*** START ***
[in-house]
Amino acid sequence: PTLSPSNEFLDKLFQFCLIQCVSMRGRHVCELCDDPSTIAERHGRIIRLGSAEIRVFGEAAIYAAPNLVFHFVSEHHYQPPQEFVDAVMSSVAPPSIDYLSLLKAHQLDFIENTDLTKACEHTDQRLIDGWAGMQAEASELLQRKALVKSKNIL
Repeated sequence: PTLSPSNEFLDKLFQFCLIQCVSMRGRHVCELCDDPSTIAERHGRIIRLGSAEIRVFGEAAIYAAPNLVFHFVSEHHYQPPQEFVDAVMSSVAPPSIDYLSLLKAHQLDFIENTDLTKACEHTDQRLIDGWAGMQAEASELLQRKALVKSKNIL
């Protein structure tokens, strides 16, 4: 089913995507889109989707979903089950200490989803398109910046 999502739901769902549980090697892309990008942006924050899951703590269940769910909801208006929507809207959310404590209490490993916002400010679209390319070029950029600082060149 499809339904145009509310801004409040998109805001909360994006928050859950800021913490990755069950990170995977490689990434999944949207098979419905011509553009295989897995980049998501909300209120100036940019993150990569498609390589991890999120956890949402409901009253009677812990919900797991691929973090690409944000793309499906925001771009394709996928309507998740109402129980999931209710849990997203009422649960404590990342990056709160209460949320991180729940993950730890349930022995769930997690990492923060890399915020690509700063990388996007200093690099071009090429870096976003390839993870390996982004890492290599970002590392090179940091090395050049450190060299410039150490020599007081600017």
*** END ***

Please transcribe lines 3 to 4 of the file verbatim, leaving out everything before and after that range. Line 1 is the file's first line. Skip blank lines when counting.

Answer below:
Repeated sequence: PTLSPSNEFLDKLFQFCLIQCVSMRGRHVCELCDDPSTIAERHGRIIRLGSAEIRVFGEAAIYAAPNLVFHFVSEHHYQPPQEFVDAVMSSVAPPSIDYLSLLKAHQLDFIENTDLTKACEHTDQRLIDGWAGMQAEASELLQRKALVKSKNIL
């Protein structure tokens, strides 16, 4: 089913995507889109989707979903089950200490989803398109910046 999502739901769902549980090697892309990008942006924050899951703590269940769910909801208006929507809207959310404590209490490993916002400010679209390319070029950029600082060149 499809339904145009509310801004409040998109805001909360994006928050859950800021913490990755069950990170995977490689990434999944949207098979419905011509553009295989897995980049998501909300209120100036940019993150990569498609390589991890999120956890949402409901009253009677812990919900797991691929973090690409944000793309499906925001771009394709996928309507998740109402129980999931209710849990997203009422649960404590990342990056709160209460949320991180729940993950730890349930022995769930997690990492923060890399915020690509700063990388996007200093690099071009090429870096976003390839993870390996982004890492290599970002590392090179940091090395050049450190060299410039150490020599007081600017």